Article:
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Updated: March 14, 2023

Bill would help farmers affected by 'forever' chemicals

Farmers in Maine and elsewhere in the country affected by "forever" chemicals would receive financial assistance and other relief under a federal bill introduced by Maine's congressional delegation.

"The Relief for Farmers Hit with PFAS Act" is a bipartisan, bicameral effort to help farmers affected by man-made forever chemicals known as PFAS, per- and polyfluoroalkyl substances, that have been used in industry and consumer products since the 1940s and can lead to serious health effects.

Contamination by PFAS has prevented some Maine farms from selling their products, creating financial hardship for many that the bill is seeking to help. The bill was introduced by U.S. Sens. Susan Collins, R-Maine, and Angus King, I-Maine, and U.S. Reps. Chellie Pingree, D-1st District, and Jared Golden, D-2nd District. It was cosponsored by U.S. Sen. Jeanne Shaheen, D-N.H. and U.S. Rep. Leger Fernández, D-N.M.

Sarah Alexander
File photo
Sarah Alexander, MOFGA director

Numerous Maine farmers have had their livelihoods disrupted by PFAS, which originated in sludge spread as fertilizer by farmers who were told by the government that it was safe to use, according to a press release about the bill.

If passed, the measure would authorize grants for states to provide financial assistance to affected farmers, expand monitoring and testing, remediate PFAS, or even help farmers relocate.

The bill would also create a task force at the U.S. Department of Agriculture that would be charged with identifying other USDA programs to which PFAS contamination should be added.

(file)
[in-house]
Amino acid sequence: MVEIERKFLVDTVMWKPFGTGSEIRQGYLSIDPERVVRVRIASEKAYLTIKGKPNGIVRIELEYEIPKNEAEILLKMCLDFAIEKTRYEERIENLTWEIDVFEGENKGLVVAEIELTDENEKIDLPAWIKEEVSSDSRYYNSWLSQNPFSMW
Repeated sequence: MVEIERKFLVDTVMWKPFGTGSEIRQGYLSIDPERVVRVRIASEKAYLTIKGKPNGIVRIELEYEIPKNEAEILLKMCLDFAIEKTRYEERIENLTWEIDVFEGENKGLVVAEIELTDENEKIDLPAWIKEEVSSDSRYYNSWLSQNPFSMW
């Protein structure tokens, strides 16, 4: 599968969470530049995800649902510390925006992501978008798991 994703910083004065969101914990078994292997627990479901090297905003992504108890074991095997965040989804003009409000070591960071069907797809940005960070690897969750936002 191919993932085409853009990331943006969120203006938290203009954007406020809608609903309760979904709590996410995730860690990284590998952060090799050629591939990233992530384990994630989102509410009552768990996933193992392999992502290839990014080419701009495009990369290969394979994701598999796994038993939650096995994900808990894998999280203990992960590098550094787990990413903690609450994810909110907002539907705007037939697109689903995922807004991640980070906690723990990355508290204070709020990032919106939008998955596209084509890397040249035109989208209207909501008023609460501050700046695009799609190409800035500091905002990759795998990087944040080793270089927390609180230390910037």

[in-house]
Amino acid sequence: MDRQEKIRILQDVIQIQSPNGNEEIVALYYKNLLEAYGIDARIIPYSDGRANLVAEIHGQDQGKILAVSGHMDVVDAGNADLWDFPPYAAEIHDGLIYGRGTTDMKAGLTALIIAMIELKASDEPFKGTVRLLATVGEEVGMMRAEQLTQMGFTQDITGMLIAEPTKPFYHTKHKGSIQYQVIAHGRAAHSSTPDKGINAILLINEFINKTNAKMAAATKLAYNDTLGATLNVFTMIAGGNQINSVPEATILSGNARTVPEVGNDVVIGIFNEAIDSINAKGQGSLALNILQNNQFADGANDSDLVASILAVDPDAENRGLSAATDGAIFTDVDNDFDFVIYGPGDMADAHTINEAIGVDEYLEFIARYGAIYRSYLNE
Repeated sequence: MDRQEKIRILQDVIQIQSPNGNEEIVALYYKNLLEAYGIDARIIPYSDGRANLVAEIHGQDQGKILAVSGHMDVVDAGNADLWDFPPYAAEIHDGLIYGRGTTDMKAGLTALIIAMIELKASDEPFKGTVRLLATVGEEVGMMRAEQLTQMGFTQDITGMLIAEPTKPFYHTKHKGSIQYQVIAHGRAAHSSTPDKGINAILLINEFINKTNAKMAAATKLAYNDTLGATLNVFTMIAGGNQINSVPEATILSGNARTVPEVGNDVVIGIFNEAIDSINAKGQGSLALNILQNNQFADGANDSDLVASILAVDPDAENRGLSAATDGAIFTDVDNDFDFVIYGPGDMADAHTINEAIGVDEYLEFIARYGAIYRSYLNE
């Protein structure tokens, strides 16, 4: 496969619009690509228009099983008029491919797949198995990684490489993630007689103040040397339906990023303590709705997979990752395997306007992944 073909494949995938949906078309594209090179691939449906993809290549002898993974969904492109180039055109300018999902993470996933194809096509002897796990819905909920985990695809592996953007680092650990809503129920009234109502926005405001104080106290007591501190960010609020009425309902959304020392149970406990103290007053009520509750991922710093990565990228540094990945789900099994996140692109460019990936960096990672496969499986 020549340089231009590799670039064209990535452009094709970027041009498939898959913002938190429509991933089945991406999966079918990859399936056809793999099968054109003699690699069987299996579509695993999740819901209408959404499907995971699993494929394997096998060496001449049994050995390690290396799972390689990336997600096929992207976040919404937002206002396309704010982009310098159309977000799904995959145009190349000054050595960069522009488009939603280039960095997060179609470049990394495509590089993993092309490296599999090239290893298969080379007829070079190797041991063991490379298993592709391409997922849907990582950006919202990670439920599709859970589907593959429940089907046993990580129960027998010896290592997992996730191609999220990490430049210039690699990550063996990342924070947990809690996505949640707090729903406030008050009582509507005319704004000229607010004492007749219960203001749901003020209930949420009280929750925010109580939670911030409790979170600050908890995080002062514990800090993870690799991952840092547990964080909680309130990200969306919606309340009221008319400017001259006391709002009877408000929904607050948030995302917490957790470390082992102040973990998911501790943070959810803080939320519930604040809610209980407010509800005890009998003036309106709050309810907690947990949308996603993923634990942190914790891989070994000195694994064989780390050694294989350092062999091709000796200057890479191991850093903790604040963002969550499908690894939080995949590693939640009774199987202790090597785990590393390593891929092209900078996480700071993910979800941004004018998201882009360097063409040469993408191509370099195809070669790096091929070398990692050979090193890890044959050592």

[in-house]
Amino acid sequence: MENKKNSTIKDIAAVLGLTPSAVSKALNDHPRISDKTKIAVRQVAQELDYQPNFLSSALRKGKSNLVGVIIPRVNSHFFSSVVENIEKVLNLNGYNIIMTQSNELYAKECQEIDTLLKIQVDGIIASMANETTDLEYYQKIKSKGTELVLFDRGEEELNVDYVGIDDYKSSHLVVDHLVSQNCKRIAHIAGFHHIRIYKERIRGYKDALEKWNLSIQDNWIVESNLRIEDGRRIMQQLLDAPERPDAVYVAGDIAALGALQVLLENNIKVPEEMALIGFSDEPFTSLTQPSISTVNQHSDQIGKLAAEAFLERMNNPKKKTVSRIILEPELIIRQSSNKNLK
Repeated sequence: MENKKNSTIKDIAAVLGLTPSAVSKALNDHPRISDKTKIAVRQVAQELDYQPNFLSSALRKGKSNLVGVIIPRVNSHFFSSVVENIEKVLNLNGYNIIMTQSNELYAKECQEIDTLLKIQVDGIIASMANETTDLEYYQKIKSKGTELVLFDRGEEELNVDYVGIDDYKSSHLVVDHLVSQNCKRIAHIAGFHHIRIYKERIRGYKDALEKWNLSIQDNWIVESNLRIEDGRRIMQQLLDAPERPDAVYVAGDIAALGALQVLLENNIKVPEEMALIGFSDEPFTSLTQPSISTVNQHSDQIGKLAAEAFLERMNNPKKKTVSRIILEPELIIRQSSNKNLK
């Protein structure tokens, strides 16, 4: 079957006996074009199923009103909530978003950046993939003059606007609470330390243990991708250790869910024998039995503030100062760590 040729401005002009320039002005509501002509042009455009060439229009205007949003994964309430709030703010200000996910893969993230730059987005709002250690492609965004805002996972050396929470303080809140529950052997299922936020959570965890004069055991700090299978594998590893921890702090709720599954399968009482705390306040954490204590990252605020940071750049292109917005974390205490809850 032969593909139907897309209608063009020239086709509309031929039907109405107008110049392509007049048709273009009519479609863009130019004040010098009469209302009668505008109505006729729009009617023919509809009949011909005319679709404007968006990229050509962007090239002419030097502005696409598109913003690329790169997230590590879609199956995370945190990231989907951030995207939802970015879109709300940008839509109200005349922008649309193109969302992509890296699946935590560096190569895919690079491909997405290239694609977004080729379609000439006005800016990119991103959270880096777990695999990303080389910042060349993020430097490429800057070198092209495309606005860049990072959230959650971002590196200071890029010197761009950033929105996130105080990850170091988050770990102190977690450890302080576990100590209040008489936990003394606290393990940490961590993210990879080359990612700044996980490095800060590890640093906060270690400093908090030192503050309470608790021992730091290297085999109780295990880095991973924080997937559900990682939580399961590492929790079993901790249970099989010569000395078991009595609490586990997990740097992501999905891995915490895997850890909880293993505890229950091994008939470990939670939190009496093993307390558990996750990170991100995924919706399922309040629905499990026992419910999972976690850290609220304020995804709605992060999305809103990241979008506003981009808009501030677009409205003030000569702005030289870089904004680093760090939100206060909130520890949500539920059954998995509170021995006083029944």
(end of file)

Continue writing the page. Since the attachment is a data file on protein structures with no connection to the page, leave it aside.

“USDA needs to step up and provide support to farmers, who through no fault of their own are at risk of losing their livelihoods,” Collins said. “This is not just a problem in Maine — PFAS contamination has been discovered on farms across the country, and this problem will only become more evident as testing becomes more readily available. Thus far, the federal government’s response has failed to keep pace with this growing problem."

Pingree, a longtime farmer who serves on the House Agriculture Committee, called the bill "an important step forward in mobilizing whole-of-government action in response to PFAS contamination that’s impacting our food supply chain, economy and way of life.”

The bill is backed by groups that include the Maine Farmland Trust and the Maine Organic Farmers and Gardeners Association, shortened as MOGFA.

“Maine farmers, residents and policymakers are in the painful position of leading the country on mitigating the horrible impacts of PFAS,” said Sarah Alexander, MOGFA's executive director. "Maine has created essential policies to help farmers who have suffered consequences of forever chemicals through no fault of their own. Sen. Collins’ bill signals an opportunity for the federal government to coordinate a response so that farmers across the country will have the support they need to address PFAS contamination.”

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